Have a look over at Pop Craft Studio where you can see more images and read a full interview with Yoshie. You can also see images from other studio visits Pauline and I have made just here.

If you would like to view a small collection of Yoshie's Saori weaving please come by our studio between 1 - 4pm on Saturday 28th March and Sunday 29th March. She will be demonstrating some of her techniques on the Sunday and exclusively for our feast guests on the Friday evening. Pop Craft Studio, 1/177 Beavers Road, Northcote 3070.

Em x

simple living

As a visual person it can be tempting to dream about owning all sorts of beautiful objects, wearing fabulous clothes and living in architecturally designed homes. But when I think of design and how we should apply it to our everyday lives in order to have a positive impact, the three words – more with less - make so much sense to me.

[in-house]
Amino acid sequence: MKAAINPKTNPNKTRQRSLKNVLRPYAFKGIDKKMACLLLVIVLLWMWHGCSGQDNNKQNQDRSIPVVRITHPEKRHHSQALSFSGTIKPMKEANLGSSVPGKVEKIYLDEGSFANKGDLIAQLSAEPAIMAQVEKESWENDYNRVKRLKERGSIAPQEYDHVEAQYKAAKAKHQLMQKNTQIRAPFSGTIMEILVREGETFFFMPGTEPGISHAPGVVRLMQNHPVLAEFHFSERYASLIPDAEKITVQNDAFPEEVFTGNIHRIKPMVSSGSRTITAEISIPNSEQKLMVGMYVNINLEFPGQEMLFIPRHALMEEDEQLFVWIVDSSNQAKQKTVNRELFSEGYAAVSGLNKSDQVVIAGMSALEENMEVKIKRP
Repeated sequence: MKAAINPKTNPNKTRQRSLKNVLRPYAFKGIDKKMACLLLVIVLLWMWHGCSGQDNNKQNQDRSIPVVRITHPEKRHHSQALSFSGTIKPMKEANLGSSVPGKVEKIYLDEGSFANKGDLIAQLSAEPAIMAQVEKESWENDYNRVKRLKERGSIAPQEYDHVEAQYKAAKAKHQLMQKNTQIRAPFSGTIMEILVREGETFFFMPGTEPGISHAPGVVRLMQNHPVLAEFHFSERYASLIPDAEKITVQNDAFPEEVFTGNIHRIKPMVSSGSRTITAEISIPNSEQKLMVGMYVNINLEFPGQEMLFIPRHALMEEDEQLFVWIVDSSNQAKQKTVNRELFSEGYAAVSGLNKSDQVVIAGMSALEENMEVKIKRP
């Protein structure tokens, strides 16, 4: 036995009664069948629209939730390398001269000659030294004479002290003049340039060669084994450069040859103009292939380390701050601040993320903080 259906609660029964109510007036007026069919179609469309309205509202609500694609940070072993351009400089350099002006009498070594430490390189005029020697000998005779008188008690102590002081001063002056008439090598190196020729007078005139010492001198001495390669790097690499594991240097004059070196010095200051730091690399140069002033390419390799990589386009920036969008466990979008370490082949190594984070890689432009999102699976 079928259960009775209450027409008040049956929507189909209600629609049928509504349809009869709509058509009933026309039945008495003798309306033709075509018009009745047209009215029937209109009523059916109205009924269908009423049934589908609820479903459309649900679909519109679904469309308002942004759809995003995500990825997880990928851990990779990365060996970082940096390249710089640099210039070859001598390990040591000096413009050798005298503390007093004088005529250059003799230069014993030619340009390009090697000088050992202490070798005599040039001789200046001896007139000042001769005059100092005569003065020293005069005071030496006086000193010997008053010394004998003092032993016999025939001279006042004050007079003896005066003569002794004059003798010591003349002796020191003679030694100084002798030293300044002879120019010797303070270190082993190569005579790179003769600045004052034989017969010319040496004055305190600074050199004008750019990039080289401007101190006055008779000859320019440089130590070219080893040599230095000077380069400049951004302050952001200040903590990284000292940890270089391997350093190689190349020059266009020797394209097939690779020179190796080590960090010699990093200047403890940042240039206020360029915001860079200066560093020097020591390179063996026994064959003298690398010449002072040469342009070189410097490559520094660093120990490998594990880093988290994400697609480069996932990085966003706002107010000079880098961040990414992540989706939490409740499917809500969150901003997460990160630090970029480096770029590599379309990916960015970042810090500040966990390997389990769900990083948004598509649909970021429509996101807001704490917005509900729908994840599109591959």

Less stuff….oh yes this is something I constantly dream of. In this modern world what a ridiculous bind we find ourselves in! Owning too much can be almost like a disease. With a family of five, things just accumulate. And it can be very stressful and take up a whole lot of headspace. Without juggling all of this stuff there would be more time for family, friends, health, spirituality, gardening, cooking, lovemaking, weaving, the list goes on....

Which is why it was an absolute pleasure visiting the home studio of weaver, baker, teacher - Carla Grbac.